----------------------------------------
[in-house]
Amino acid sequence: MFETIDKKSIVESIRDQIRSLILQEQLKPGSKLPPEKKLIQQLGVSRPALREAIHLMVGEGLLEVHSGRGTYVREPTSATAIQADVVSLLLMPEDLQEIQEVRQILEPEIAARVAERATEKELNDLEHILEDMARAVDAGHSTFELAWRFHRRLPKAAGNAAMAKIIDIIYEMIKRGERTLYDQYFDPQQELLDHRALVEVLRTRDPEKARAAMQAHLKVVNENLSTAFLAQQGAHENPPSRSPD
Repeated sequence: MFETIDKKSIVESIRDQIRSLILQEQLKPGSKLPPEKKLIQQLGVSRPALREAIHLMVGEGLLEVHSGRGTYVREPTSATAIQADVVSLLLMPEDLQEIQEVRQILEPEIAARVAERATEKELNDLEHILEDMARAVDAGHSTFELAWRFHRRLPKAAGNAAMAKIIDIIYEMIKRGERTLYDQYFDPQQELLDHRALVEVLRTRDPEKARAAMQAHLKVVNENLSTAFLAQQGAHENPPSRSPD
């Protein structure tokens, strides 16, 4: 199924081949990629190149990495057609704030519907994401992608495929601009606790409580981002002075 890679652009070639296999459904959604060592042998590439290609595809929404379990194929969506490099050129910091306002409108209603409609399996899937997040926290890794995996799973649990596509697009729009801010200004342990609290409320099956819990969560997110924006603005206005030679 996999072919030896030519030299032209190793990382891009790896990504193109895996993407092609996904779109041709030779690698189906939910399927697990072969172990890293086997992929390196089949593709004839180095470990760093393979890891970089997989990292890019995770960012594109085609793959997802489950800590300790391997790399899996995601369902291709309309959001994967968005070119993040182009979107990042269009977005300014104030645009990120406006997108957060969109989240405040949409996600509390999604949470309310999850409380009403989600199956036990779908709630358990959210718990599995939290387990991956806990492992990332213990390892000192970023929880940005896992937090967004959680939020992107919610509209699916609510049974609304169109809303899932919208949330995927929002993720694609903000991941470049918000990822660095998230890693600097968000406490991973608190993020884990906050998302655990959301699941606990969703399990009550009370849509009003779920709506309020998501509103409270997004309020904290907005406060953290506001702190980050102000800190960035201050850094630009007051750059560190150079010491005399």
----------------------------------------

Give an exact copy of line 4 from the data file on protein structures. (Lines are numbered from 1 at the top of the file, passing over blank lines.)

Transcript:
């Protein structure tokens, strides 16, 4: 199924081949990629190149990495057609704030519907994401992608495929601009606790409580981002002075 890679652009070639296999459904959604060592042998590439290609595809929404379990194929969506490099050129910091306002409108209603409609399996899937997040926290890794995996799973649990596509697009729009801010200004342990609290409320099956819990969560997110924006603005206005030679 996999072919030896030519030299032209190793990382891009790896990504193109895996993407092609996904779109041709030779690698189906939910399927697990072969172990890293086997992929390196089949593709004839180095470990760093393979890891970089997989990292890019995770960012594109085609793959997802489950800590300790391997790399899996995601369902291709309309959001994967968005070119993040182009979107990042269009977005300014104030645009990120406006997108957060969109989240405040949409996600509390999604949470309310999850409380009403989600199956036990779908709630358990959210718990599995939290387990991956806990492992990332213990390892000192970023929880940005896992937090967004959680939020992107919610509209699916609510049974609304169109809303899932919208949330995927929002993720694609903000991941470049918000990822660095998230890693600097968000406490991973608190993020884990906050998302655990959301699941606990969703399990009550009370849509009003779920709506309020998501509103409270997004309020904290907005406060953290506001702190980050102000800190960035201050850094630009007051750059560190150079010491005399």